It was brisk and businesslike, sober and substantive, almost like a lightning-round quiz on foreign and domestic issues.

Hillary Clinton didn’t filibuster, so Bret Baier and Greta Van Susteren didn’t have to interrupt.

The half-hour interview last night was a net plus for Hillary, who demonstrated a command of the facts and didn’t stumble. And it was a net plus for Fox News, which conducted an important sitdown with the Democratic presidential front-runner without acrimony. There was none of the testiness that marked some of her earlier TV interviews.

In fact, Hillary seemed upbeat as she emerged from Studio 1, praising the anchors’ energy and then posing for some pictures with onlookers. And perhaps Fox viewers learned a few things about the former secretary of State.

That she did this after an hourlong town hall on CNN, marked by mostly friendly questions from the audience, demonstrated a bit of stamina.

The challenge for Bret and Greta was obvious: How to extract fresh information (otherwise known as news) from a cautious front-runner who had already been working the television circuit.

They knew going in that if they were too aggressive with Hillary, Fox would be accused of beating up on her. If they were too easy on Hillary, they would be accused of rolling over.

For Hillary, the decision to make Fox a stop on her book tour is a healthy sign from a woman who has been wary of the media since her earliest days as first lady. If Barack Obama can sit down with Bill O’Reilly, there’s no reason that Hillary couldn’t engage with Baier and Van Susteren—and reach Fox’s sizable cable audience.

Baier devoted a major chunk of his questioning to Benghazi, trying to fill in some blanks in the timeline of what happened on that tragic night. Who did she talk to? Which emails did she see? What did she discuss with President Obama?

Some of the questions may have seemed incremental to those not steeped in the details of Benghazi, a story that Fox has pursued aggressively.

Clinton gave this description of her state of mind: “This was the fog of war. My own assessment careened from the video had something to do with it, the video had nothing to do with it,” referring to an anti-Islam video that the administration originally blamed for the attacks.

Asked why no one at the State Department had been fired over the fiasco, she said: “There’s a difference between getting it wrong and committing a wrong.” And rather than act defensive, she said, “I know you and your viewers have a lot of questions” and suggested they read the various investigative reports.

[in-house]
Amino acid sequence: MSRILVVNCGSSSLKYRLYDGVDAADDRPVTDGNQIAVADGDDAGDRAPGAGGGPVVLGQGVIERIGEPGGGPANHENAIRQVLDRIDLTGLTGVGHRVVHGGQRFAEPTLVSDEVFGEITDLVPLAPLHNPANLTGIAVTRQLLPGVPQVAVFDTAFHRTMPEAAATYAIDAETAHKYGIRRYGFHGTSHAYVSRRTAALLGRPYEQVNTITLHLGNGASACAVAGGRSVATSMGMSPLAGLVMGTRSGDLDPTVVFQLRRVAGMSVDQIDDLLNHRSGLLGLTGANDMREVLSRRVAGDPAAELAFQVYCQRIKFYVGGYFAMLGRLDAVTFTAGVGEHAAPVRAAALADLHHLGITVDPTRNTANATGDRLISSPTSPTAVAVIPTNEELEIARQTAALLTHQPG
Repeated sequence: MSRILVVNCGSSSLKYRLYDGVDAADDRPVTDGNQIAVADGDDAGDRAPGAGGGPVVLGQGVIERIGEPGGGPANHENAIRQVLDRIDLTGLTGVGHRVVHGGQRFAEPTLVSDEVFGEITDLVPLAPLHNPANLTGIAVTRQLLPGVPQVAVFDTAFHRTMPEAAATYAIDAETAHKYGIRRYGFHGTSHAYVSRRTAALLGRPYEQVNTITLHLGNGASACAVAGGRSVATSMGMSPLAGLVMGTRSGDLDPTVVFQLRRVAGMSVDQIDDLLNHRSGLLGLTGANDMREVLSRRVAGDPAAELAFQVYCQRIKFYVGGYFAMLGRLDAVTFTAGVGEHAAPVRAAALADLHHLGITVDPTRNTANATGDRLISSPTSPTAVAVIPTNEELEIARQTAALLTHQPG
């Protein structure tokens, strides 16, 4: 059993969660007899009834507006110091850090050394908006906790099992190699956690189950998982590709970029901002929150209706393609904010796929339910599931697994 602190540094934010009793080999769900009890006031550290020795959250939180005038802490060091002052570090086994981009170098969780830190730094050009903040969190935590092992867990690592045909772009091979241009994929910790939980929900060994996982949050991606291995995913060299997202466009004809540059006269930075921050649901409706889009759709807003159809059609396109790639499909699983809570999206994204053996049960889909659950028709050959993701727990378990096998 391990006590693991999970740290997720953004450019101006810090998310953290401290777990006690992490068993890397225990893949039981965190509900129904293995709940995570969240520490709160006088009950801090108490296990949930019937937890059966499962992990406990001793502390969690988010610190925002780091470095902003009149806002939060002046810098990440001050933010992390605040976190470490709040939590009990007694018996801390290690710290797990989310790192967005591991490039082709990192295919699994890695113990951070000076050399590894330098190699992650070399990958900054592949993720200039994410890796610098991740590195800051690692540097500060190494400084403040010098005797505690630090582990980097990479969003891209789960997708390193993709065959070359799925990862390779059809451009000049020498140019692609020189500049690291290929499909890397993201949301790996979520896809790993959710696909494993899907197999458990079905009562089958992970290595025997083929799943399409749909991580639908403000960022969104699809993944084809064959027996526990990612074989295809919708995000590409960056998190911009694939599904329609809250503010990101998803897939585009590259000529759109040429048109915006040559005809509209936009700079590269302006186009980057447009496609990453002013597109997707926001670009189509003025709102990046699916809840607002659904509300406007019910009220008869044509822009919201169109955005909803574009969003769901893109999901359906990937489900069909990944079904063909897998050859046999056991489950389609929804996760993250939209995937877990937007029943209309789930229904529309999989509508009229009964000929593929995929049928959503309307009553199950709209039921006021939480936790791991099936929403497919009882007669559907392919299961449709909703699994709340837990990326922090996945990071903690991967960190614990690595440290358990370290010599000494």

Hillary managed a bipartisan answer when asked whether Obama had ever disappointed her. She said she had “disagreed” with him, with George W. Bush and with her husband at times, but felt all were pursuing the national interest.

Van Susteren’s tone was more conversational, and as a talk show host she was free to be more opinionated. She elicited a number of interesting answers.

When Greta said that NSA surveillance violated the Fourth Amendment, Hillary talked about reviewing the post-9/11 laws and balancing the need for privacy and security, but did not weigh in on the need for court warrants. She did, however, criticize the administration for the “absolutely uncalled-for” eavesdropping on Angela Merkel.

In response to questions on Iraq, Clinton used some of her strongest language against Nouri al-Maliki, saying “he has failed as a leader” and has gone after Sunnis in a way that is “a recipe for continuing instability.”

Greta got a passionate response when she asked about Sgt. Andrew Tahmooressi, still detained in Mexico after taking a wrong turn across the border, with Hillary saying she would be “burning up the telephone wires” to rectify the “unacceptable” situation. “Maybe we need to raise the decibel level a little more.”

Perhaps the most emotional moment came when Greta asked about the passage in “Hard Choices” where Hillary said she refused an Obama campaign request to attack Sarah Palin. When Greta noted that there were even published rumors that Palin was not the real mother of her fifth child, born with Down syndrome, Hillary said: “I could not agree with you more Greta. Those kinds of personal attacks, and I’ve had my share…are despicable and should be called out.”

Earlier, with CNN’s Christiane Amanpour, Hillary also parried questions on Benghazi, saying it’s easy to “second-guess” after the fact. Asked by an audience member about Obama’s withdrawal from Iraq, Clinton blamed al-Maliki because he “would not accept” an agreement that would protect a residual force of American soldiers.

The crowd seemed so pro-Hillary that she fell into a joking mood, saying things like “I can be flattered. I wish it happened more often.”

And when Amanpour asked the 2016 question, it seemed a friendly moment: “Are your competitive juices flowing for the chance to be the first female president?”

Clinton laughed and said, “You can see why she’s an experienced journalist,” before giving her standard non-reply.

Hillary had a rocky book/campaign rollout last week and looked somewhat rusty. By the time she left the Fox Washington bureau, even her detractors would have to say she was on her game.

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